Land, institutions and humanitarian action in post-earthquake Haiti
The earthquake that hit Haiti on 12 January 2010 created a disaster on an extreme scale and led to a similarly extreme relief effort. Over 200,000 people were killed, over 300,000 were injured and nearly 300,000 houses were damaged or destroyed. A million and half people ended up living in tented camps.
Executive summary of the report published in September 2012
The relief effort confronted major challenges beyond the immediate humanitarian crisis caused by the earthquake. Much of the capacity necessary for the response, in the civil service and in international agencies, was affected by the earthquake, including by the death of personnel and their families. The humanitarian crisis took place in a context of deep and chronic needs, including a lack of adequate shelter and basic services and high levels of poverty. Haiti was also characterised by decades of poor governance and political instability, near-political paralysis at the time of the earthquake and by a political and state system dominated by the interests of a tiny elite. The international aid effort was also made more difficult by insecurity, a flood of aid from the nearby US through private channels and non-traditional aid organisations and by the fact that much of the destruction was concentrated in an urban setting, a relatively unfamiliar context for most aid agencies. To make matters worse, the country was struck by a cholera epidemic in October 2010, a disease previously unknown in Haiti, and which continues two years later.
Given the enormity of these challenges, it is hardly surprising that the relief effort encountered difficulties. The aid effort has been evaluated many times, and this report does not try to repeat work already done by looking at the successes and failures of the assistance effort. This paper is instead based on two premises: that Haiti posed many challenges, but these were far from unique: humanitarian action often takes place in contexts showing many of the same problems; and because the same ‘lessons’ are so often repeated in reviews of different emergency relief operations, there must be underlying reasons which have made it difficult for international aid actors to apply those lessons. This study seeks to understand those underlying reasons by looking at how international aid actors coped with the challenges they faced, specifically relating to the institutional issues around land.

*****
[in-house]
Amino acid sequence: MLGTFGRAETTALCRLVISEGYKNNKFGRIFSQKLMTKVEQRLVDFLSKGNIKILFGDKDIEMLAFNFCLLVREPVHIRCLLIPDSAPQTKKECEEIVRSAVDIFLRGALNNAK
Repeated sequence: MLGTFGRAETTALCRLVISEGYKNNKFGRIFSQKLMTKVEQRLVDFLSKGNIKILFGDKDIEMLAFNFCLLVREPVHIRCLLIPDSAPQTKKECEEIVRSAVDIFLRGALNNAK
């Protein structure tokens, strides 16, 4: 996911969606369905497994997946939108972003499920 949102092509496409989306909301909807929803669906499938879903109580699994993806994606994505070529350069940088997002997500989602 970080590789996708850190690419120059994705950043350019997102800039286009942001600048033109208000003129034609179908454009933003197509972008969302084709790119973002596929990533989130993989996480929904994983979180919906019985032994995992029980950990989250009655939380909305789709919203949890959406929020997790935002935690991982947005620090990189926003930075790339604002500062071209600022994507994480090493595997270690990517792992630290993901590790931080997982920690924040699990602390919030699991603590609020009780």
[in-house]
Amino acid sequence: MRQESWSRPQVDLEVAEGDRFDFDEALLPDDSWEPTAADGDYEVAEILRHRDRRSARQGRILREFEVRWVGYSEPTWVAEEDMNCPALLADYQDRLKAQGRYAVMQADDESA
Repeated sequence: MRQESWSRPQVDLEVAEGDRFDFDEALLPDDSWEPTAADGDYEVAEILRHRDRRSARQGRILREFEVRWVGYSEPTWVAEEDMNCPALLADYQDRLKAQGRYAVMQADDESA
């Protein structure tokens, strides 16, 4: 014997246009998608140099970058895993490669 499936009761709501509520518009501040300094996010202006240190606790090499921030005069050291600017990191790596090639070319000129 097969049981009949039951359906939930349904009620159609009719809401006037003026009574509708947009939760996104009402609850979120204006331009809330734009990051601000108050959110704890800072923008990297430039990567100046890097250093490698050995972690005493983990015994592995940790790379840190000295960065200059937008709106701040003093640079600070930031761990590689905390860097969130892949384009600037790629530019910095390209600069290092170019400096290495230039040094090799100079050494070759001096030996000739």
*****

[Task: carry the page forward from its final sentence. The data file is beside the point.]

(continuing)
Land rights were seen as a major obstacle to relief, particular in the shelter sector, preventing the timely delivery of relief and reconstruction and trapping aid workers in what one called a ‘time-consuming void of complexity’. Land law and land administration are indeed both complex and confused in Haiti and it almost impossible to know definitively who owns what. The formal institutions of administration and justice do not function well, and formal mechanisms such as the land tax system are often used in non-legal or even illegal ways. Formal institutions have much less traction than the powerful individuals to whose interests they can be subverted. As a result, a series of informal systems for reaching agreements has grown up, based on flexible and unwritten ‘rules’. One of the most common types of arrangement is affermage, by which someone leases land on which they build a house that they own.
Following the earthquake, local people built, rebuilt, repaired and relocated in just the same ways that they had previously done. The constraints they faced were almost entirely limited to lacking the necessary funds. The international aid effort was not able to direct its efforts to supporting people in their own endeavours, relying instead on providing its own solutions – but inevitably these were not on the scale needed. The reluctance of aid agencies to engage and compromise with the messy and complicated local context was striking in many areas.